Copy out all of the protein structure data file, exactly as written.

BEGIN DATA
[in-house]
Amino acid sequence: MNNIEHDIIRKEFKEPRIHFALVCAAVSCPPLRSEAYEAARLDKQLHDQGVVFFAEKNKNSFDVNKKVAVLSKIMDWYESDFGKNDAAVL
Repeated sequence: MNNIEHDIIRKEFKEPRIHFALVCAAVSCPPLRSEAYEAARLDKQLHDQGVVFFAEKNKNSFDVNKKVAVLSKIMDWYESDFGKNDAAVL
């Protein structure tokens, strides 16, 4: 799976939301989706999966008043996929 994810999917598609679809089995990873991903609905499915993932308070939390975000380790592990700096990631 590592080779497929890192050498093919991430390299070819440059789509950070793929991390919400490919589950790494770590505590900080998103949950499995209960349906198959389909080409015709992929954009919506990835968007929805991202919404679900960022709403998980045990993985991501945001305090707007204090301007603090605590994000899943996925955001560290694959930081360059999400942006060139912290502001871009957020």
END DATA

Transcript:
[in-house]
Amino acid sequence: MNNIEHDIIRKEFKEPRIHFALVCAAVSCPPLRSEAYEAARLDKQLHDQGVVFFAEKNKNSFDVNKKVAVLSKIMDWYESDFGKNDAAVL
Repeated sequence: MNNIEHDIIRKEFKEPRIHFALVCAAVSCPPLRSEAYEAARLDKQLHDQGVVFFAEKNKNSFDVNKKVAVLSKIMDWYESDFGKNDAAVL
């Protein structure tokens, strides 16, 4: 799976939301989706999966008043996929 994810999917598609679809089995990873991903609905499915993932308070939390975000380790592990700096990631 590592080779497929890192050498093919991430390299070819440059789509950070793929991390919400490919589950790494770590505590900080998103949950499995209960349906198959389909080409015709992929954009919506990835968007929805991202919404679900960022709403998980045990993985991501945001305090707007204090301007603090605590994000899943996925955001560290694959930081360059999400942006060139912290502001871009957020």